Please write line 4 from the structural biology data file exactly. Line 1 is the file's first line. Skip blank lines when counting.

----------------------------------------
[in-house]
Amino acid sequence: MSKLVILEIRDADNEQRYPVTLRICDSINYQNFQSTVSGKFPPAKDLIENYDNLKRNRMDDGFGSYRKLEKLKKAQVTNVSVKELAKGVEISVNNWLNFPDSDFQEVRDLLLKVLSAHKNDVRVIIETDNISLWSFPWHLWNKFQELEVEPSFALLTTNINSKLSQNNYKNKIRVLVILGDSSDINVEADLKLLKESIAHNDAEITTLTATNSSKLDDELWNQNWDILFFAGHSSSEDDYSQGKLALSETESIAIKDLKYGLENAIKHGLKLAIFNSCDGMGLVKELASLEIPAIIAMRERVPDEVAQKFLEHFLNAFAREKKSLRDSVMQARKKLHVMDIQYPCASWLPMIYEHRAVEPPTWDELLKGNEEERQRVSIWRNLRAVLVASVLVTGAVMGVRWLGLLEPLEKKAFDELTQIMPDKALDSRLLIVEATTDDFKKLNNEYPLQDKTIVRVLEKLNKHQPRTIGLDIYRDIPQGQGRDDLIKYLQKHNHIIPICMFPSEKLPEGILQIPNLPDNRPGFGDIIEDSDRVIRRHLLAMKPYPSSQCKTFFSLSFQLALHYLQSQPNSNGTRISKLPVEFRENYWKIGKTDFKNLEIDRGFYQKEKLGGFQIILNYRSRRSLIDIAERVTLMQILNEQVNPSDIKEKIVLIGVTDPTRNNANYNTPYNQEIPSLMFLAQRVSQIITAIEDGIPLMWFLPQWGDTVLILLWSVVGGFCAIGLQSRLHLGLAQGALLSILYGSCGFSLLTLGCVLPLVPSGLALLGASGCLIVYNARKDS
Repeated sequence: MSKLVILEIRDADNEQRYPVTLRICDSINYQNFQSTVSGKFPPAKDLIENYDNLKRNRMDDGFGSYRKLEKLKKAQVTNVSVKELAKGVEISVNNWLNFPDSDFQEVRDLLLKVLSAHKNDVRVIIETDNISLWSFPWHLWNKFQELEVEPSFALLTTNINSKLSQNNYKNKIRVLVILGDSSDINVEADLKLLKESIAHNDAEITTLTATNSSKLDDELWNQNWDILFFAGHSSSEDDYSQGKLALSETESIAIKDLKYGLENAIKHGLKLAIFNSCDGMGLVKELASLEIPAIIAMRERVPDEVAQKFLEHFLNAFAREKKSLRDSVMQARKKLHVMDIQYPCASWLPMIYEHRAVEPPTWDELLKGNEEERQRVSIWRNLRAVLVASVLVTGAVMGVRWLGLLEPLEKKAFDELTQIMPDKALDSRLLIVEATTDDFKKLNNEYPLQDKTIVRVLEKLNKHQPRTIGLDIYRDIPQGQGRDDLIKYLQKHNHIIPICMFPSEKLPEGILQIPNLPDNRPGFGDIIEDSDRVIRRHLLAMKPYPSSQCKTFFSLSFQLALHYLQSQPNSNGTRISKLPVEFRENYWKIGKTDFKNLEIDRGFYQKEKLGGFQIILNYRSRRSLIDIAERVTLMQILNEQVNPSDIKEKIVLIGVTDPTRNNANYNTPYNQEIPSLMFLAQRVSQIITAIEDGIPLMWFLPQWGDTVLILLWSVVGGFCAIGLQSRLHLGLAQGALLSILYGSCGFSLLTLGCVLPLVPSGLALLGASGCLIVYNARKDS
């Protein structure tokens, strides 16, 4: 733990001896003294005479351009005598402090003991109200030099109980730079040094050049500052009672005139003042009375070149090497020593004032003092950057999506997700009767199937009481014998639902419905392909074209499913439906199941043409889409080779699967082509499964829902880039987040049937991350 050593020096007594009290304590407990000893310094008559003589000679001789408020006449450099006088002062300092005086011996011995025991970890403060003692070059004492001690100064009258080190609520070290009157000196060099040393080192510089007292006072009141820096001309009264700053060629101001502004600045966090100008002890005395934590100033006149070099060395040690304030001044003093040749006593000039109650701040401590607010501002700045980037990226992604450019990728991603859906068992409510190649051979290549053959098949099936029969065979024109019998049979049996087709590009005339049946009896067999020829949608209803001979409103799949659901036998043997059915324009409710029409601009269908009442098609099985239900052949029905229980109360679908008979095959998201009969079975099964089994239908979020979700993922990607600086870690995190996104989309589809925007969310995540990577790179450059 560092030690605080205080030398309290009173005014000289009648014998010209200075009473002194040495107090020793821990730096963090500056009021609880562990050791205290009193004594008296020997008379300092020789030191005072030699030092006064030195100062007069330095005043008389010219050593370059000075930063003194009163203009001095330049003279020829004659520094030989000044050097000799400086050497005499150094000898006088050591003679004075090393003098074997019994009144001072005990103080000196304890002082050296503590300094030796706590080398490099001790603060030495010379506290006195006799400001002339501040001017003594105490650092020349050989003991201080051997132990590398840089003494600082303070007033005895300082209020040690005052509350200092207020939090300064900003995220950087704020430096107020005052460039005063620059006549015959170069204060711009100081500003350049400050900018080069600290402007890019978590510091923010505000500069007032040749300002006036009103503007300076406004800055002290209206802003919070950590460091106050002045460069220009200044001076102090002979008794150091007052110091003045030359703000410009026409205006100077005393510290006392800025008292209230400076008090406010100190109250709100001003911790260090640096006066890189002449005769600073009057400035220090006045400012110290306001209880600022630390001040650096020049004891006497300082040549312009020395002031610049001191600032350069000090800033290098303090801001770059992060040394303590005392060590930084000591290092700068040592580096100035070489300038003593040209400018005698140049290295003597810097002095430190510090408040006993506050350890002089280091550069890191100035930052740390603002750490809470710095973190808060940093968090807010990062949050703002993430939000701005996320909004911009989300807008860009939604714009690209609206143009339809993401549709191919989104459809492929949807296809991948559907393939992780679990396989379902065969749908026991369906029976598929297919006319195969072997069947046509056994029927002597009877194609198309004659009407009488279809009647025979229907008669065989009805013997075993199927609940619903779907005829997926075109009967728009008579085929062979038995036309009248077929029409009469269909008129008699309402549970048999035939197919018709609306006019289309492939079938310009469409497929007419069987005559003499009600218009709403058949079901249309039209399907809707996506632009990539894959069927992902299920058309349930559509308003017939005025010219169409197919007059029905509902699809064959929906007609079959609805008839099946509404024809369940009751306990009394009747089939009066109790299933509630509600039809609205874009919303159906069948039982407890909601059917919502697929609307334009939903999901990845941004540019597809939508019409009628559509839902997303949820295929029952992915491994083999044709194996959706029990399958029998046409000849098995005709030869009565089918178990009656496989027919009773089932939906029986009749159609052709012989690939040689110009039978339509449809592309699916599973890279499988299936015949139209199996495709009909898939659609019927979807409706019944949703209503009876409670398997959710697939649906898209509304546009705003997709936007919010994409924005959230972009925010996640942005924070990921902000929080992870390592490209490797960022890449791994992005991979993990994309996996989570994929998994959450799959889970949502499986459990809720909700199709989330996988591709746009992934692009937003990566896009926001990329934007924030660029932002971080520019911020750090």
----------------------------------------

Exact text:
């Protein structure tokens, strides 16, 4: 733990001896003294005479351009005598402090003991109200030099109980730079040094050049500052009672005139003042009375070149090497020593004032003092950057999506997700009767199937009481014998639902419905392909074209499913439906199941043409889409080779699967082509499964829902880039987040049937991350 050593020096007594009290304590407990000893310094008559003589000679001789408020006449450099006088002062300092005086011996011995025991970890403060003692070059004492001690100064009258080190609520070290009157000196060099040393080192510089007292006072009141820096001309009264700053060629101001502004600045966090100008002890005395934590100033006149070099060395040690304030001044003093040749006593000039109650701040401590607010501002700045980037990226992604450019990728991603859906068992409510190649051979290549053959098949099936029969065979024109019998049979049996087709590009005339049946009896067999020829949608209803001979409103799949659901036998043997059915324009409710029409601009269908009442098609099985239900052949029905229980109360679908008979095959998201009969079975099964089994239908979020979700993922990607600086870690995190996104989309589809925007969310995540990577790179450059 560092030690605080205080030398309290009173005014000289009648014998010209200075009473002194040495107090020793821990730096963090500056009021609880562990050791205290009193004594008296020997008379300092020789030191005072030699030092006064030195100062007069330095005043008389010219050593370059000075930063003194009163203009001095330049003279020829004659520094030989000044050097000799400086050497005499150094000898006088050591003679004075090393003098074997019994009144001072005990103080000196304890002082050296503590300094030796706590080398490099001790603060030495010379506290006195006799400001002339501040001017003594105490650092020349050989003991201080051997132990590398840089003494600082303070007033005895300082209020040690005052509350200092207020939090300064900003995220950087704020430096107020005052460039005063620059006549015959170069204060711009100081500003350049400050900018080069600290402007890019978590510091923010505000500069007032040749300002006036009103503007300076406004800055002290209206802003919070950590460091106050002045460069220009200044001076102090002979008794150091007052110091003045030359703000410009026409205006100077005393510290006392800025008292209230400076008090406010100190109250709100001003911790260090640096006066890189002449005769600073009057400035220090006045400012110290306001209880600022630390001040650096020049004891006497300082040549312009020395002031610049001191600032350069000090800033290098303090801001770059992060040394303590005392060590930084000591290092700068040592580096100035070489300038003593040209400018005698140049290295003597810097002095430190510090408040006993506050350890002089280091550069890191100035930052740390603002750490809470710095973190808060940093968090807010990062949050703002993430939000701005996320909004911009989300807008860009939604714009690209609206143009339809993401549709191919989104459809492929949807296809991948559907393939992780679990396989379902065969749908026991369906029976598929297919006319195969072997069947046509056994029927002597009877194609198309004659009407009488279809009647025979229907008669065989009805013997075993199927609940619903779907005829997926075109009967728009008579085929062979038995036309009248077929029409009469269909008129008699309402549970048999035939197919018709609306006019289309492939079938310009469409497929007419069987005559003499009600218009709403058949079901249309039209399907809707996506632009990539894959069927992902299920058309349930559509308003017939005025010219169409197919007059029905509902699809064959929906007609079959609805008839099946509404024809369940009751306990009394009747089939009066109790299933509630509600039809609205874009919303159906069948039982407890909601059917919502697929609307334009939903999901990845941004540019597809939508019409009628559509839902997303949820295929029952992915491994083999044709194996959706029990399958029998046409000849098995005709030869009565089918178990009656496989027919009773089932939906029986009749159609052709012989690939040689110009039978339509449809592309699916599973890279499988299936015949139209199996495709009909898939659609019927979807409706019944949703209503009876409670398997959710697939649906898209509304546009705003997709936007919010994409924005959230972009925010996640942005924070990921902000929080992870390592490209490797960022890449791994992005991979993990994309996996989570994929998994959450799959889970949502499986459990809720909700199709989330996988591709746009992934692009937003990566896009926001990329934007924030660029932002971080520019911020750090």